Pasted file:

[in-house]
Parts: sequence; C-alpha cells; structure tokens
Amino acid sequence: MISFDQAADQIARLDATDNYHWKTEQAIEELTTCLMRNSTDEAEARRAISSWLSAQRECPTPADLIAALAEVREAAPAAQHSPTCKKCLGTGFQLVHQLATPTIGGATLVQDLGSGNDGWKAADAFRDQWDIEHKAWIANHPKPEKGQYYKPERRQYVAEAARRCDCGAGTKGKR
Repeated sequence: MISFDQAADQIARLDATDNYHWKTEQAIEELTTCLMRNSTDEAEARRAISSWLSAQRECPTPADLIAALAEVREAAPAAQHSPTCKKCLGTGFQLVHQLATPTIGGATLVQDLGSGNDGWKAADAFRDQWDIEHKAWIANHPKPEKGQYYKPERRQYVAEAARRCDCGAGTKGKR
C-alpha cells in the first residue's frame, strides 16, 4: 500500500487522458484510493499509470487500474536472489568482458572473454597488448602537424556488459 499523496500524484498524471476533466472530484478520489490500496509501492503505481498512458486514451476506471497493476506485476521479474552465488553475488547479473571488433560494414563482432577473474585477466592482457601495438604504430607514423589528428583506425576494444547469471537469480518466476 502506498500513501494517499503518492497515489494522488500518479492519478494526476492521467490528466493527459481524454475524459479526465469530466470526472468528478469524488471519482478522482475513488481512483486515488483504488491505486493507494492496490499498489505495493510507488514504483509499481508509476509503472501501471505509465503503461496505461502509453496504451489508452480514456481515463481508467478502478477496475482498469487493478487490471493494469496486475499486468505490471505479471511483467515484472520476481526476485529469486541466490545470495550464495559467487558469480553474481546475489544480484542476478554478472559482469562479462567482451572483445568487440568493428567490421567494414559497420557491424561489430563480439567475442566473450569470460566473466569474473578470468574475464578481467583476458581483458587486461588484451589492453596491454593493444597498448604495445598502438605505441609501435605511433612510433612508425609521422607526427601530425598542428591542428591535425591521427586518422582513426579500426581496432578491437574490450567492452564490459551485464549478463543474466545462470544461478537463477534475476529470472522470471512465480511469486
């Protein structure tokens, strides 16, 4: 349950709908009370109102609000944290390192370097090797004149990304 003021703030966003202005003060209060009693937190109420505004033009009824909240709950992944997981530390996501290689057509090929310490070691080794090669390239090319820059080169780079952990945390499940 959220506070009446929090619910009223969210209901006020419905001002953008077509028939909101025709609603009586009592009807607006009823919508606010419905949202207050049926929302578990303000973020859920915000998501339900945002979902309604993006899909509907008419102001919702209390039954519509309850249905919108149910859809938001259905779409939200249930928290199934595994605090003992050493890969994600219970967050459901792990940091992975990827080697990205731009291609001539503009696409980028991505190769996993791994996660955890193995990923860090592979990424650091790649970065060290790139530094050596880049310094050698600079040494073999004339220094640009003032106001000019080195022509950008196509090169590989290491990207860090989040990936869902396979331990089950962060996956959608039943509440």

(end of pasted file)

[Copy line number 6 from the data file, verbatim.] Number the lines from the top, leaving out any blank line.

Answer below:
């Protein structure tokens, strides 16, 4: 349950709908009370109102609000944290390192370097090797004149990304 003021703030966003202005003060209060009693937190109420505004033009009824909240709950992944997981530390996501290689057509090929310490070691080794090669390239090319820059080169780079952990945390499940 959220506070009446929090619910009223969210209901006020419905001002953008077509028939909101025709609603009586009592009807607006009823919508606010419905949202207050049926929302578990303000973020859920915000998501339900945002979902309604993006899909509907008419102001919702209390039954519509309850249905919108149910859809938001259905779409939200249930928290199934595994605090003992050493890969994600219970967050459901792990940091992975990827080697990205731009291609001539503009696409980028991505190769996993791994996660955890193995990923860090592979990424650091790649970065060290790139530094050596880049310094050698600079040494073999004339220094640009003032106001000019080195022509950008196509090169590989290491990207860090989040990936869902396979331990089950962060996956959608039943509440």